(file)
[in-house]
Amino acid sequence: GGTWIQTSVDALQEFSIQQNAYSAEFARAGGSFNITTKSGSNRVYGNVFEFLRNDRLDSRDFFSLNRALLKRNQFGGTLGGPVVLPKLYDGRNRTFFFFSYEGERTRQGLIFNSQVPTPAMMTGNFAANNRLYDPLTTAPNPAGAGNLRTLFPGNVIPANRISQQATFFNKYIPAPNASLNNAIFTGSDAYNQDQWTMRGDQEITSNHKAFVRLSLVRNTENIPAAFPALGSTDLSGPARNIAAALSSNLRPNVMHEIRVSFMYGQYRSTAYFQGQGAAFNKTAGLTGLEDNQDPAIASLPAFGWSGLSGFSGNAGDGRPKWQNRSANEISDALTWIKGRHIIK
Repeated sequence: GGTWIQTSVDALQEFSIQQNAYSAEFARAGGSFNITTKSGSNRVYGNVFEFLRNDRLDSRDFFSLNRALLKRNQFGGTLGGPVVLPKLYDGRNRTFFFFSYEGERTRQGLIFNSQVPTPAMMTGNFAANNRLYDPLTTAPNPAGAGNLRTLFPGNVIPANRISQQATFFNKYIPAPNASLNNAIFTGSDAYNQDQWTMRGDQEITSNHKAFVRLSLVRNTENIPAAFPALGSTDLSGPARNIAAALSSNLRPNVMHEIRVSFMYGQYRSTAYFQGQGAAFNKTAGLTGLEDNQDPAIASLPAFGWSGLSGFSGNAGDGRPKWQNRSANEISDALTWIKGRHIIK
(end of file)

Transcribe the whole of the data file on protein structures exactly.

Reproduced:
[in-house]
Amino acid sequence: GGTWIQTSVDALQEFSIQQNAYSAEFARAGGSFNITTKSGSNRVYGNVFEFLRNDRLDSRDFFSLNRALLKRNQFGGTLGGPVVLPKLYDGRNRTFFFFSYEGERTRQGLIFNSQVPTPAMMTGNFAANNRLYDPLTTAPNPAGAGNLRTLFPGNVIPANRISQQATFFNKYIPAPNASLNNAIFTGSDAYNQDQWTMRGDQEITSNHKAFVRLSLVRNTENIPAAFPALGSTDLSGPARNIAAALSSNLRPNVMHEIRVSFMYGQYRSTAYFQGQGAAFNKTAGLTGLEDNQDPAIASLPAFGWSGLSGFSGNAGDGRPKWQNRSANEISDALTWIKGRHIIK
Repeated sequence: GGTWIQTSVDALQEFSIQQNAYSAEFARAGGSFNITTKSGSNRVYGNVFEFLRNDRLDSRDFFSLNRALLKRNQFGGTLGGPVVLPKLYDGRNRTFFFFSYEGERTRQGLIFNSQVPTPAMMTGNFAANNRLYDPLTTAPNPAGAGNLRTLFPGNVIPANRISQQATFFNKYIPAPNASLNNAIFTGSDAYNQDQWTMRGDQEITSNHKAFVRLSLVRNTENIPAAFPALGSTDLSGPARNIAAALSSNLRPNVMHEIRVSFMYGQYRSTAYFQGQGAAFNKTAGLTGLEDNQDPAIASLPAFGWSGLSGFSGNAGDGRPKWQNRSANEISDALTWIKGRHIIK